In the spring of 1987, I made the best move of my life — to remote Smith Island, MD, whose fisherfolk had endured for more than three centuries, 10 miles offshore in the center of Chesapeake Bay.
It never crossed my mind I’d end up making a book on the place, An Island Out of Time (W. W. Norton, 1997), and now a short film of the same name. The new Bay Journal production, An Island Out of Time, which I created with Sandy Cannon-Brown and Dave Harp, debuts at the Environmental Film Festival in the Nation’s Capital in March and airs at 8 p.m. April 23 on Maryland Public Television during Chesapeake Bay Week. The title not only reflects the old-timey culture of the island, but also underscores its uncertain future in the face of steady erosion, rising seas and simply from youth moving off — “craving the world,” as the islanders put it.
I moved to Smith Island to do education work for the Chesapeake Bay Foundation, to experience a place where nature still shaped lives in an era when humans were dominating natural systems across the globe. Sun and moon rose at one end of my street and set at the other. Half a minute’s walk either way brought you to tidewater. The doctor made house calls by skiff, as did the preacher.
The book is 20 years old, and some of the landscapes in it are now beneath the waves. The island’s resident population has fallen from nearly 500 to less than 200. Fewer than 35 remain year-round where I resided — in Tylerton (population 124 then), one of three hamlets that make up Smith Island.
After a delightsome three-year immersion in a culture that paid serious attention to God above and blue crabs below, my family moved back to the mainland. But your heart never leaves a place like that. Tylerton has never ceased to draw me back, along with an increasing number of outside homeowners and tourists, lending hope that the island’s not quite done. It helps that state and federal governments have put several million bucks of rock along the island’s edges to ward off erosion.
One big storm could still overwhelm the place, whose elevation ranges from a few feet on down. Up to a point, the island survives better than you’d think, as there’s little land there for storm surges to pile up on, as they do when they collide with the mainland.
Of more imminent concern, and the film’s focus, is what my former next-door neighbors, Dwight and Mary Ada Marshall, are going to do. Will they finally pull the trigger and make the agonizing decision they’ve mulled many times — leave Tylerton for the mainland, following all four of their children?
When a community like Tylerton gets down to a few dozen people, it’s obvious every family counts. But the Marshalls, mainstays of the island economy and its store, count enough that Dave, Sandy and I decided to make our film about them.
Dwight’s and Mary Ada’s families hark back to the beginnings of Smith Island, which is to say back to the beginning of colonial America. Dwight is from Drum Point, the old name for Tylerton, where about half of the surnames are Marshall. Before that, his people came from “Shankses” — an island he talks about as almost another country, though its remnants lie only several hundred yards southwest of the Marshalls’ present house. In Dwight’s lifetime, Shankses has been so eroded and reconfigured that “if Dad [Russell Marshall, who died in the 1970s] were to come back now, he’d be lost down there.”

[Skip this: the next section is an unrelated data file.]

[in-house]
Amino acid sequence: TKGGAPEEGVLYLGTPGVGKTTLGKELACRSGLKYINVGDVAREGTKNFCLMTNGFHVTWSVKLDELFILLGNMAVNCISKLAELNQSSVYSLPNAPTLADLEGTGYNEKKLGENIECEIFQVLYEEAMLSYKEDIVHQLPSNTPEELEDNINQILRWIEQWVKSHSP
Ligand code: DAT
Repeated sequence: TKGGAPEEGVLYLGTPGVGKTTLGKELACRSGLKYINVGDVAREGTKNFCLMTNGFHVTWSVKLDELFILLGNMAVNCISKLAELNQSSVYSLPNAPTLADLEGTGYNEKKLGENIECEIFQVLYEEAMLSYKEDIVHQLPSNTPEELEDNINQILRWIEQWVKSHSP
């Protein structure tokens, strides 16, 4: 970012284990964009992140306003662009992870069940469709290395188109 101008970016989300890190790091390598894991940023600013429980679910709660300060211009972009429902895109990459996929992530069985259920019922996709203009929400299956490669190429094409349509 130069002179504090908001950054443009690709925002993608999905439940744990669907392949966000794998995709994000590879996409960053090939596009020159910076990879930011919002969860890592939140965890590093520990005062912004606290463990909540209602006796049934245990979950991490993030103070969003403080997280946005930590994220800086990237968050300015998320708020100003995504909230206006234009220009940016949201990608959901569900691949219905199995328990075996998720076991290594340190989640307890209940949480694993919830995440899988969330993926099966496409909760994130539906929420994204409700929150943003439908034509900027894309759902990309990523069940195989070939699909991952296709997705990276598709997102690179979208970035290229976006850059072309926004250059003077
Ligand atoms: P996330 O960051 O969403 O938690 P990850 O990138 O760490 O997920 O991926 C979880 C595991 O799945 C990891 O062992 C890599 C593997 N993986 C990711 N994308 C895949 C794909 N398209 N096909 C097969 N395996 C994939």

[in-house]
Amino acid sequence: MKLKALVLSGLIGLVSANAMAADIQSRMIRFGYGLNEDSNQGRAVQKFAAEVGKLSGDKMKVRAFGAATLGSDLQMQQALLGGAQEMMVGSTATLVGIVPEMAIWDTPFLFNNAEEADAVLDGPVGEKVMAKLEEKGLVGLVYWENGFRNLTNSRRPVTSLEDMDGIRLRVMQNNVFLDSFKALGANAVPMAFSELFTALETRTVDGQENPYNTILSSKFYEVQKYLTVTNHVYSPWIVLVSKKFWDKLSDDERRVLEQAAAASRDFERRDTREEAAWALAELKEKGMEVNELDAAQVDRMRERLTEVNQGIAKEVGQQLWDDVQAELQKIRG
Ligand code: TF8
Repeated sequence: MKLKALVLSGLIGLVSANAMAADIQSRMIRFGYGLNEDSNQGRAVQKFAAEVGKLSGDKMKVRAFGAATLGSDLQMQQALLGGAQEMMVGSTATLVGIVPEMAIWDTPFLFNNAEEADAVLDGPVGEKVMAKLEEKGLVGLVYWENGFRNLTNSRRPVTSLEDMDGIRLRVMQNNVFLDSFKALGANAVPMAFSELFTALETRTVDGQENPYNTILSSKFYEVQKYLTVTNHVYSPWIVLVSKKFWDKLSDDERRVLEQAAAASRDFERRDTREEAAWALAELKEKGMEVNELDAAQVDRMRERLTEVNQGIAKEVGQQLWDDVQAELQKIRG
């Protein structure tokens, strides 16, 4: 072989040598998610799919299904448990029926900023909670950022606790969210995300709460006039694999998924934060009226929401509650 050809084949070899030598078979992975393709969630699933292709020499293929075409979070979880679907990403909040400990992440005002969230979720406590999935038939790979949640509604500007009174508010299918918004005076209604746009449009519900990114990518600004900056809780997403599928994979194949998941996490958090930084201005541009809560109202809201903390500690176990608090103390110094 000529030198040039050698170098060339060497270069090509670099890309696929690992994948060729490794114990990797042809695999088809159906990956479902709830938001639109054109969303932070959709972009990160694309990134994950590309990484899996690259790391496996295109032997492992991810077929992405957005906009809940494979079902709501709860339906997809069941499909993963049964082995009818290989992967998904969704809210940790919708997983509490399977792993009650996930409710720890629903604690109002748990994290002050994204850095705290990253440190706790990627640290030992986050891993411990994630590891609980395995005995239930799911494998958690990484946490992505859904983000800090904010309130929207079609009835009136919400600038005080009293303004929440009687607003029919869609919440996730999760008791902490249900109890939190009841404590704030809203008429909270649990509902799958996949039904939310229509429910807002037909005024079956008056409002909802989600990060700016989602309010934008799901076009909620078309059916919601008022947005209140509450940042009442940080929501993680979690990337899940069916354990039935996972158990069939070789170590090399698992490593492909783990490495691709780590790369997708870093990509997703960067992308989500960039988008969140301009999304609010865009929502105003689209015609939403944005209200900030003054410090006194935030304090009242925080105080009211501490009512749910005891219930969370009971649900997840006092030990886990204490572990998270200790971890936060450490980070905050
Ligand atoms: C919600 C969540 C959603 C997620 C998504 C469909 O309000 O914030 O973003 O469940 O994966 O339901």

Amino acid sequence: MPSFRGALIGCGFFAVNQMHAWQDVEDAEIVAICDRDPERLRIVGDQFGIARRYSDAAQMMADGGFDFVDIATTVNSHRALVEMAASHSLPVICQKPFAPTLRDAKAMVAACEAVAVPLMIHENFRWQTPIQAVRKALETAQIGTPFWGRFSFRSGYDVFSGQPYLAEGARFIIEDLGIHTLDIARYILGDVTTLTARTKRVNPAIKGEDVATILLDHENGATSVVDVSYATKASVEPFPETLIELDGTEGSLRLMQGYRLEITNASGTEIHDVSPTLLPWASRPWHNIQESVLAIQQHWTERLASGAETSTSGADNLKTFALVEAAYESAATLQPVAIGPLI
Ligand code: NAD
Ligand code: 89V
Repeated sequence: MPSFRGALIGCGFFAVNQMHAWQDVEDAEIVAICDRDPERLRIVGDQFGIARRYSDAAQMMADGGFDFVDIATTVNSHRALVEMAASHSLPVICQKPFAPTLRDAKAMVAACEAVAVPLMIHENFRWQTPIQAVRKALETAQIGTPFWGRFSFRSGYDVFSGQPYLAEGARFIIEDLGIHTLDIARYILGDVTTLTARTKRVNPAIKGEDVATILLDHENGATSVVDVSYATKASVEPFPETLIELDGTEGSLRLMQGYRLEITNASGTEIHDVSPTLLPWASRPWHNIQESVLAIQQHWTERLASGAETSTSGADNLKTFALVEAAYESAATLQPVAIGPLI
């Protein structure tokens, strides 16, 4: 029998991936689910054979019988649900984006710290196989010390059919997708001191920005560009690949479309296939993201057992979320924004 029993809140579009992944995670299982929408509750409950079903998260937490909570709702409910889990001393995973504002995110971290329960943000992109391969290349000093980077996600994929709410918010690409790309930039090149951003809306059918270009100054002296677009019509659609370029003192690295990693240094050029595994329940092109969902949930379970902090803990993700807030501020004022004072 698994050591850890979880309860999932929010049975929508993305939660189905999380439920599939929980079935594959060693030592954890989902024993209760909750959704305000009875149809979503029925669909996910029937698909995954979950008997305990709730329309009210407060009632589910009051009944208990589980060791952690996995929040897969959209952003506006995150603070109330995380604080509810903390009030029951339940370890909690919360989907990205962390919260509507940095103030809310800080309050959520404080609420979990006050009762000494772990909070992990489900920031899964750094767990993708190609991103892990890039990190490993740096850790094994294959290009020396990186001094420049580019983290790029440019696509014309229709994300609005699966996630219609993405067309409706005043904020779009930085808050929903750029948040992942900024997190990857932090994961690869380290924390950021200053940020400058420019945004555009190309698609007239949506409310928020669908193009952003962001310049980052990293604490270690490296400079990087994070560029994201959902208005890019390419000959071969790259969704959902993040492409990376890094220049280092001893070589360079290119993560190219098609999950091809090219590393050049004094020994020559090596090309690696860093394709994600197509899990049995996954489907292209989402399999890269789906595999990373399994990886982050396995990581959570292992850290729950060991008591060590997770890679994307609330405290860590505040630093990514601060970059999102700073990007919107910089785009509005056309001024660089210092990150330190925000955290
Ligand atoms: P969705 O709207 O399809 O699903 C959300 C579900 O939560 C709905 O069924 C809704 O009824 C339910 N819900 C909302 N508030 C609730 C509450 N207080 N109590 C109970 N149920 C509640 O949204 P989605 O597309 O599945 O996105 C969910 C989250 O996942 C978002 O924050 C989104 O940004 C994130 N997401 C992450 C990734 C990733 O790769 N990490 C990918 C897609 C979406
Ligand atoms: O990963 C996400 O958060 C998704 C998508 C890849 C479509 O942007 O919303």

Mary Ada is an Evans from Smith Island’s “capital city” of Ewell, where her family’s name predominates. Her dad, Elmer, was a prominent waterman, captain of a skipjack that was one of the prides of the island’s fleet of boats that dredged oysters under sail all over the Maryland portion of the Chesapeake. She and Dwight met on the boat that ferried island high schoolers to the mainland, where they boarded Monday through Friday.
Theirs was to be a union of thoroughbreds, still going strong half a century later. Dwight, like most island boys, was born to work the water: “We’d ride our bikes, pretending we were dredging oysters like you would from a boat. And others would ride up pretending they were the law, coming to arrest us.” (At the time, dredging was illegal.)
Other island watermen had bigger, faster boats and fished with more gear, but in decades of roaming the Chesapeake for the Baltimore Sun I encountered none more skilled at maximizing a living from the Bay’s bounty. Dwight was a student of markets, phoning seafood buyers after a long day on the water, hopping a truck from Crisfield to check out New York’s Fulton Fish Market. He installed a freezer to hold his catch and ran a seafood sales route on the mainland, working incredible hours to free himself from the daily market prices set by middlemen.
He was frugal enough to heat his crab shanty by burning castaway nylon rope he gathered from the shore on winter “progging” expeditions; he’d also recycle washed-up cork floats watermen used to mark their crab pots. In 1975, he invested what many deemed an extravagant sum in a newfangled “Fiberglas” workboat, but the Miss Marshall is still going strong, several engines later, long after her wooden peers rotted away.
He was adept at seizing opportunities few others knew existed. One winter, as other watermen complained of scarce oysters, he discovered troves of diamondback terrapins hibernating in the mud of remote marshes. One morning he caught enough on the way to visit Mary Ada in the hospital to offset much of her medical bill — “a bank withdrawal,” one islander called it. No wonder his little girl, Maria, answered a question in elementary school that asked her to name some of Earth’s most precious natural resources: “turkles” (turtles).